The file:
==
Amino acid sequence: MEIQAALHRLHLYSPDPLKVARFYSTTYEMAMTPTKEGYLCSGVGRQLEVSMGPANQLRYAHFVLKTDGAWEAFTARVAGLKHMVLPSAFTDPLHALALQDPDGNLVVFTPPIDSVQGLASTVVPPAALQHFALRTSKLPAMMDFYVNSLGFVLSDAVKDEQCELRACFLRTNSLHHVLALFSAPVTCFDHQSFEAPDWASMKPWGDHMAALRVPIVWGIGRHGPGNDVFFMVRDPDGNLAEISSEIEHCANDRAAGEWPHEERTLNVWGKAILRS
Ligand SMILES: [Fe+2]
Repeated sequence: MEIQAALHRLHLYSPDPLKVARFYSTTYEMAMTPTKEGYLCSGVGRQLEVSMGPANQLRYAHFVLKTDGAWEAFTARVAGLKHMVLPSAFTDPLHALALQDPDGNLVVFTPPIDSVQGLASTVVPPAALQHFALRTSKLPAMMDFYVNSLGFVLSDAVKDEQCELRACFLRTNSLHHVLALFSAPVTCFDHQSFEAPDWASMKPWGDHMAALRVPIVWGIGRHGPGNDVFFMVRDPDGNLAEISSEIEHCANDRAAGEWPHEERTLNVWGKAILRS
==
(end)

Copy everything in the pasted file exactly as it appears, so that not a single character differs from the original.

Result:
Amino acid sequence: MEIQAALHRLHLYSPDPLKVARFYSTTYEMAMTPTKEGYLCSGVGRQLEVSMGPANQLRYAHFVLKTDGAWEAFTARVAGLKHMVLPSAFTDPLHALALQDPDGNLVVFTPPIDSVQGLASTVVPPAALQHFALRTSKLPAMMDFYVNSLGFVLSDAVKDEQCELRACFLRTNSLHHVLALFSAPVTCFDHQSFEAPDWASMKPWGDHMAALRVPIVWGIGRHGPGNDVFFMVRDPDGNLAEISSEIEHCANDRAAGEWPHEERTLNVWGKAILRS
Ligand SMILES: [Fe+2]
Repeated sequence: MEIQAALHRLHLYSPDPLKVARFYSTTYEMAMTPTKEGYLCSGVGRQLEVSMGPANQLRYAHFVLKTDGAWEAFTARVAGLKHMVLPSAFTDPLHALALQDPDGNLVVFTPPIDSVQGLASTVVPPAALQHFALRTSKLPAMMDFYVNSLGFVLSDAVKDEQCELRACFLRTNSLHHVLALFSAPVTCFDHQSFEAPDWASMKPWGDHMAALRVPIVWGIGRHGPGNDVFFMVRDPDGNLAEISSEIEHCANDRAAGEWPHEERTLNVWGKAILRS